Slow Pearl Harbours and the Pleasures of Deception



Quite a few years ago, prodded by Andy Marshall and some other friends with a close and long-term interest in intelligence, I looked into the question of why we were surprised at Pearl Harbour. I examined the signals available to us that pointed to an attack on Pearl Harbour and the background of ambiguities in which they were embedded. I looked at what we wanted to believe Japanese intentions to be, as well as what these intentions actually turned out to be. I found it useful to use some distinctions familiar to practitioners of the mathematical theory of information, although I did not and do not pretend to travel in the rarefied atmosphere even of the somewhat lower reaches of this theory. I have been, rather, a fellow traveller, with lots of friends.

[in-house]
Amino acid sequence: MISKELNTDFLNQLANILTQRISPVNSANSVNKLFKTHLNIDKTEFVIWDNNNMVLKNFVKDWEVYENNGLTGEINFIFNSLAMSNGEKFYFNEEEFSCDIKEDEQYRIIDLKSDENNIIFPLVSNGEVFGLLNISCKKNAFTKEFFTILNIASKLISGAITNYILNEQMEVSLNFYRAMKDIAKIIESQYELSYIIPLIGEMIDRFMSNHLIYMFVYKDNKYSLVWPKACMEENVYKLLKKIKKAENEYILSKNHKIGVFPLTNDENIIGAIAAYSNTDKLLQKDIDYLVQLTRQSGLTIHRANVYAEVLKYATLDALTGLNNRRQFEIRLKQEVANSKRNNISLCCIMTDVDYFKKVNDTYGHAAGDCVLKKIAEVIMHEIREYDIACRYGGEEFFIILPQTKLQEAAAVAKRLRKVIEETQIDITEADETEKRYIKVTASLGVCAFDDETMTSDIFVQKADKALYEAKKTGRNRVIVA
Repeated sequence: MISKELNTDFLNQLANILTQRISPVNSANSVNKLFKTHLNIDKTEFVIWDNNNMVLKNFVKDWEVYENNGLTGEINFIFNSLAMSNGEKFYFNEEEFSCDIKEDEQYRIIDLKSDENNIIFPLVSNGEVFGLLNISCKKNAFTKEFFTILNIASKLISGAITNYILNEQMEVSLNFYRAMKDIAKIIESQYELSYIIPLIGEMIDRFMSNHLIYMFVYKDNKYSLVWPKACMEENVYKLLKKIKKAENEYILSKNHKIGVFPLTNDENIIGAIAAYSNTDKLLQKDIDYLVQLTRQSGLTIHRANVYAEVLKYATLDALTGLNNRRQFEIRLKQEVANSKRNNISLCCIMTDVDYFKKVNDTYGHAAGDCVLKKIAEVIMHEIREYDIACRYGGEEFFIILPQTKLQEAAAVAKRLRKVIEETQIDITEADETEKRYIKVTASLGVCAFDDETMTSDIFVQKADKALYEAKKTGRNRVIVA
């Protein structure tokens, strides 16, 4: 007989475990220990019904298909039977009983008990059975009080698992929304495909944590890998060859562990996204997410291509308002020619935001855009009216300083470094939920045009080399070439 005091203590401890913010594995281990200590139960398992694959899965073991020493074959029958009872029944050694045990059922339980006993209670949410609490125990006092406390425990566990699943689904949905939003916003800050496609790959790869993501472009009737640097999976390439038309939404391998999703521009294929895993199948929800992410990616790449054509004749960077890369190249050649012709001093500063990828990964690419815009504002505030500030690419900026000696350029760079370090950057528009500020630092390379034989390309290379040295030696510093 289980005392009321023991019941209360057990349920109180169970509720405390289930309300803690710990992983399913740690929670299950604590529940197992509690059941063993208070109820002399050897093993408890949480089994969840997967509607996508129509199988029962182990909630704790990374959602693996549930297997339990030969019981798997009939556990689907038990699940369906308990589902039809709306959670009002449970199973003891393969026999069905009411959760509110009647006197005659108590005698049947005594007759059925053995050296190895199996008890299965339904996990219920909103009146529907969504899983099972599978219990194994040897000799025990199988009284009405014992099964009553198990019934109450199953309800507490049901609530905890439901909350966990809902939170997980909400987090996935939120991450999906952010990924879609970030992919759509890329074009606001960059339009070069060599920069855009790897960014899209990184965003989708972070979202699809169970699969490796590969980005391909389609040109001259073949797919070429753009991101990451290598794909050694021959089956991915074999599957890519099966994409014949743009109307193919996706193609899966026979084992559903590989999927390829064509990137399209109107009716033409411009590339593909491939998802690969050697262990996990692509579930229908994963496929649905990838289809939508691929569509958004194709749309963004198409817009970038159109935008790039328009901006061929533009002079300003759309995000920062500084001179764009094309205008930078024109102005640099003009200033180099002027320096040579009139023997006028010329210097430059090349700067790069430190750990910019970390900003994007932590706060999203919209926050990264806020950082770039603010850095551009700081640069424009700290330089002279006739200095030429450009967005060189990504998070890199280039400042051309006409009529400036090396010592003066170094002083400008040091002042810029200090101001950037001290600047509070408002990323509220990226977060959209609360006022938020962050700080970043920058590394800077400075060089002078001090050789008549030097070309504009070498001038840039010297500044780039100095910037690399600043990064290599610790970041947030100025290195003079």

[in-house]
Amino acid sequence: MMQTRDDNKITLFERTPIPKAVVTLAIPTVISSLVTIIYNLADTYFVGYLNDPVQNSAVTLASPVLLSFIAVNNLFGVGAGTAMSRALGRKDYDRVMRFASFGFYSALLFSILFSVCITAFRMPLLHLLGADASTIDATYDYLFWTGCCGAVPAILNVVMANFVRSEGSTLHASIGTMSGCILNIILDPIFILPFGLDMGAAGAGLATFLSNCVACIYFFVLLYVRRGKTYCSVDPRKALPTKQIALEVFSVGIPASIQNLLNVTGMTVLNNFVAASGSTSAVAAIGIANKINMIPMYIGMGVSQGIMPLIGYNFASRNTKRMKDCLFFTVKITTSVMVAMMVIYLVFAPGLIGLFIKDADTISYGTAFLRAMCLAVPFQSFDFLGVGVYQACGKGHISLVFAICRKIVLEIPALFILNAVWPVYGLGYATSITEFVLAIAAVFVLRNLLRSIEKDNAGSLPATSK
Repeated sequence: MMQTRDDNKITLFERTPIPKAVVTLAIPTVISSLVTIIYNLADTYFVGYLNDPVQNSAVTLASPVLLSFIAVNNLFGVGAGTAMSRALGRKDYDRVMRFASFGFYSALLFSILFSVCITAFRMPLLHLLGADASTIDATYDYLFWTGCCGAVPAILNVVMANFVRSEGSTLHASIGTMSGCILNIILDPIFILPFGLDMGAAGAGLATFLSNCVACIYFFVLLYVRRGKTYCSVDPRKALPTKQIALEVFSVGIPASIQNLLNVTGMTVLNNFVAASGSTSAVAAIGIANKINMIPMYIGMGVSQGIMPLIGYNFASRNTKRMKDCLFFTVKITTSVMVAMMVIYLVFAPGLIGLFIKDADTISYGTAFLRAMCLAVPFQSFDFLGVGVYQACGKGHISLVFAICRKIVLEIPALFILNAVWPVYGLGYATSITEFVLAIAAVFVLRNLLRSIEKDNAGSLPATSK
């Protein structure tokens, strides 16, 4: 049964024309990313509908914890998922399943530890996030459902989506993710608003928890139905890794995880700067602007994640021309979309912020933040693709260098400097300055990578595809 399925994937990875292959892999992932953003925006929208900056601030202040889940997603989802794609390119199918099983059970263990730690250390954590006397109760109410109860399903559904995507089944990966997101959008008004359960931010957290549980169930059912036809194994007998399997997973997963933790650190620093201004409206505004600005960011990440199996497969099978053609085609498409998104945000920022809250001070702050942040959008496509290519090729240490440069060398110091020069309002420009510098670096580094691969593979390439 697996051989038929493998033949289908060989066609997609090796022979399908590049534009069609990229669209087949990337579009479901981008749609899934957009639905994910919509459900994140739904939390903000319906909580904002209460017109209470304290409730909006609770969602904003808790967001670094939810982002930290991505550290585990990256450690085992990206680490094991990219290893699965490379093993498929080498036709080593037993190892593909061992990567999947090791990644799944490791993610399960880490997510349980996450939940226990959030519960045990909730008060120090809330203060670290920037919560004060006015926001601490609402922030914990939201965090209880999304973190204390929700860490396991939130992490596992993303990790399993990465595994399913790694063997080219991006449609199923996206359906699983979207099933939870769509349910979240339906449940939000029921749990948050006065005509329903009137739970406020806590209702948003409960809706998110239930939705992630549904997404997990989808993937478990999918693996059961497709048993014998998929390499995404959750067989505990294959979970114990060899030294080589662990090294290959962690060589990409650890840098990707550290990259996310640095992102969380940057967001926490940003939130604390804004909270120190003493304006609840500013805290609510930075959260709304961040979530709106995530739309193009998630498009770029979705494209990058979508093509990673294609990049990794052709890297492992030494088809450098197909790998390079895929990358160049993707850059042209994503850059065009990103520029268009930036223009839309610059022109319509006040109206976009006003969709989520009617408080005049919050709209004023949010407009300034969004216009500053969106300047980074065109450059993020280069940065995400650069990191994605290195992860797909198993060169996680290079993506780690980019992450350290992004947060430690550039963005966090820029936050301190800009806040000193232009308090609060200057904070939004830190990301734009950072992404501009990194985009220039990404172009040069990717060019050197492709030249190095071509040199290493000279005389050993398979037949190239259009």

National Security Heavy Water Plan Division Nuclear Disarmament Nuclear Explosive 
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© Robert L. Pfaltzgraff, Jr and Uri Ra’anan 1981

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